Apple has made yet more improvements to AirPlay in iOS 8 by enabling compatible devices to make direct connections with each other for content streaming. This eliminates AirPlay’s reliance on a Wi-Fi network and fixes one of its biggest limitations. In previous versions of iOS — including the latest iOS 7.1.1 release — all of your devices must be connected to the same Wi-Fi network to partake in AirPlay streaming. You couldn’t stream music from your iPad to your iPhone while on the train, then, and you couldn’t stream video from an iPhone to an Apple TV in a hotel that doesn’t offer Wi-Fi.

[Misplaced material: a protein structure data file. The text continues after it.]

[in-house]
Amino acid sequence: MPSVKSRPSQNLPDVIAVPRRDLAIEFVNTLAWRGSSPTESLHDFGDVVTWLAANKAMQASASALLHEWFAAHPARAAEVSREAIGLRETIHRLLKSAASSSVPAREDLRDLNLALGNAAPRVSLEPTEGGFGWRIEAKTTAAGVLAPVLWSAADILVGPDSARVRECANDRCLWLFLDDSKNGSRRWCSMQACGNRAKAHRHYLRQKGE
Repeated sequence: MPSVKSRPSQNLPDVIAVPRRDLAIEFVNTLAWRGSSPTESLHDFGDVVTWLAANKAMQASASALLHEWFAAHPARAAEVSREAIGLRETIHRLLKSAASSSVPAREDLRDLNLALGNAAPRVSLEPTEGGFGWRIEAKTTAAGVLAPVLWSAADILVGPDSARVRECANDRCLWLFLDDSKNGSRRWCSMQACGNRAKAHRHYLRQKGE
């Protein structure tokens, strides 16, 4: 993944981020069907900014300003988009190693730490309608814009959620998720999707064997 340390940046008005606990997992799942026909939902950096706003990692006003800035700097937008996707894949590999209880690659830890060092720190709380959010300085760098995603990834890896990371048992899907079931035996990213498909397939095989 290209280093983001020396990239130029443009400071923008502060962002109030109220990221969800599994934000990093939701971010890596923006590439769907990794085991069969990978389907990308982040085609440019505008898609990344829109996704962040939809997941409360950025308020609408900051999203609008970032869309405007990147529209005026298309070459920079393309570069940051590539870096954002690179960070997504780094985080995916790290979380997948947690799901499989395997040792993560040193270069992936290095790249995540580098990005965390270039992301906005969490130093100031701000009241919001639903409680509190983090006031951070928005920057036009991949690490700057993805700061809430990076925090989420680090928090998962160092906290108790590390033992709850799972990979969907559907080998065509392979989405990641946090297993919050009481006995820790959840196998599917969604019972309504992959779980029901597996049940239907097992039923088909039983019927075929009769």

Currently, users need to connect their iOS device or Mac to the same wireless network as the Apple TV in order to use AirPlay. This presents problems when the host doesn’t want to — or can’t — distribute network credentials, or when the Apple TV is in an enterprise environment with separated networks. With the new system, users will be able to discover and stream to a nearby Apple TV without being connected to a network at all. A presenter could walk into a conference room, for instance, and broadcast to an Apple TV connected to the projector without going through a complex connection process. There is no word on how Apple will handle security in this context, or if the peer-to-peer functionality will be extended to OS X. It’s also unclear what the technology is based on, though it’s likely similar to the manner in which AirDrop works — device discovery is based on Bluetooth, and a Wi-Fi Direct connection is created for file transfer. Peer-to-peer AirPlay connectivity was first hinted at earlier this year in iOS 7.1, when it was found that iOS devices could substitute Bluetooth for Bonjour when discovering nearby Apple TVs.